Exploring Intentions to Use Virtual Worlds for Business
Shen, Jia, Eder, Lauren B., Journal of Electronic Commerce Research
Virtual worlds are becoming increasingly sophisticated, showing potential as a platform for a variety of collaborative activities in business. This exploratory study examines user's intentions to use the virtual world Second Life (SL), and the factors associated with the intentions. Based on Technology Acceptance Model (TAM), flow theory, and extended models of TAM, a research model is proposed with seven constructs. The model is tested through a survey administered to business school students who have participated in a business-oriented exercise using Second Life. Results show that perceived usefulness and perceived enjoyment have significant impacts on behavioral intentions to use SL for business activities, while perceived ease of use is not a significant direct antecedent to behavioral intentions. Additionally, computer playfulness and computer self-efficacy are shown as important predictors to perceived ease of use. Implications and limitations are discussed.
Keywords: virtual world, Second Life, Technology Acceptance Model, perceived enjoyment
The social networking capabilities of Web 2.0 have enabled an Internet platform that is much more collaborative than it was just a few years ago. In addition to traditional uses such as information dissemination, advertising, and sales transactions, the Web is rapidly becoming an accepted place to conduct meetings, teach or take a class, interact virtually with others, or just socialize online.
Three-dimensional (3-D) social networking environments, or Internet-based virtual worlds, have been emerging rapidly since about 2003. The virtual world environment is an immersive, virtual reality space where people interact with one another via avatars, which are graphical, 2- or 3-D representations of a user. Among the most well known Internet-based virtual world today is Linden Labs? Second Life (www.secondlife.com), a 3-D virtual world where users can socialize, collaborate, and conduct business using voice and text chat through personal avatars. Virtual worlds are attracting attention in industry as well as academia for their potential to enhance online collaboration and commerce.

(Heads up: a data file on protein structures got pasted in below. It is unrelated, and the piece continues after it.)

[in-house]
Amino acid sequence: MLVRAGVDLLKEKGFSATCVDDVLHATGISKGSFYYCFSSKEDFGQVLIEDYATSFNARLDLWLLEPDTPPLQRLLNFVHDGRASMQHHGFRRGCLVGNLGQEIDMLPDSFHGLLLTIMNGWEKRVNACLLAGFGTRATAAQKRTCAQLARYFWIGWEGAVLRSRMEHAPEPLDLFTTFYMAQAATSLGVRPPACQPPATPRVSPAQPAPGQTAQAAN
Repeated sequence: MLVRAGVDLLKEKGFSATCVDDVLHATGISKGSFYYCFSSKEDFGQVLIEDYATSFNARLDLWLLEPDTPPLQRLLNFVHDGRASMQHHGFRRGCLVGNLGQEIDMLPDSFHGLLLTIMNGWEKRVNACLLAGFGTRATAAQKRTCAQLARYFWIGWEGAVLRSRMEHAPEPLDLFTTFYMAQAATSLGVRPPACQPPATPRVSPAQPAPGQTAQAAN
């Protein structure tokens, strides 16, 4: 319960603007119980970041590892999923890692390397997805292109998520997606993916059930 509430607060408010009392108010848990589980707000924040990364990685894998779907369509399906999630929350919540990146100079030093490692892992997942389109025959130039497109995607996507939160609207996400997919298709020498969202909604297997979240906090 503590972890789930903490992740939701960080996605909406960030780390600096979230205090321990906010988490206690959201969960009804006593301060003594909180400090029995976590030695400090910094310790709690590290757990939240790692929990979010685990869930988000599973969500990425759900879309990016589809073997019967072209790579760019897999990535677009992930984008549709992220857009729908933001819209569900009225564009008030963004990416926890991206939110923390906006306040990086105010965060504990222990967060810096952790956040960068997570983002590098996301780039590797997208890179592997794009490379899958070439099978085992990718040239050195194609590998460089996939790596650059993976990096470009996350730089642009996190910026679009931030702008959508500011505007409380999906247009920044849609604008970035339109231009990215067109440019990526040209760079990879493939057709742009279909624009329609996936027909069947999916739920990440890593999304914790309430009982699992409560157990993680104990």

Gartner, Inc., a leading information technology research and advisory company presented its forecast for the future value of virtual worlds at its 2007 conference, stating that by the end of 2011, 80 percent of active Internet users and Fortune 500 enterprises will be participating in some form of virtual world [Gartner 2007]. They project that the community-related and collaborative aspects of virtual worlds will be of most value to corporate Internet users, while transaction-based, commercial activities will be of less importance. While they proposed that the collaborative and community aspects of virtual worlds will be significant, they also cautioned companies to invest cautiously, as the technology is young, and will continue to develop and mature.
Many companies, most notably IBM, are already investing strategically in the three-dimensional (3-D) Internet technologies that enable virtual worlds [Lohr 2008; Ringo 2007; Sarvary 2008]. In a recent study conducted by IBM, the potential impact of 3-D gaming technologies on the IT industry was examined [Paris 2007]. Results suggested that companies should seriously consider the impact that games and virtual environments will have on business applications, products, and services. They further implied that virtual world environments may have transformative potential to improve business processes, collaboration, and customer experiences. IBM?s research results are backed by first-hand experience within its own organization. For several years, IBM has been exploring and measuring the value online collaboration techniques (including online discussion boards with sophisticated text mining tools) to improve collaborative innovation among its geographically dispersed employees. Their most recent trials using Second Life revealed that the social nature of this visual and immersive environment led to more positive collaboration outcomes [Ringo 2007]. …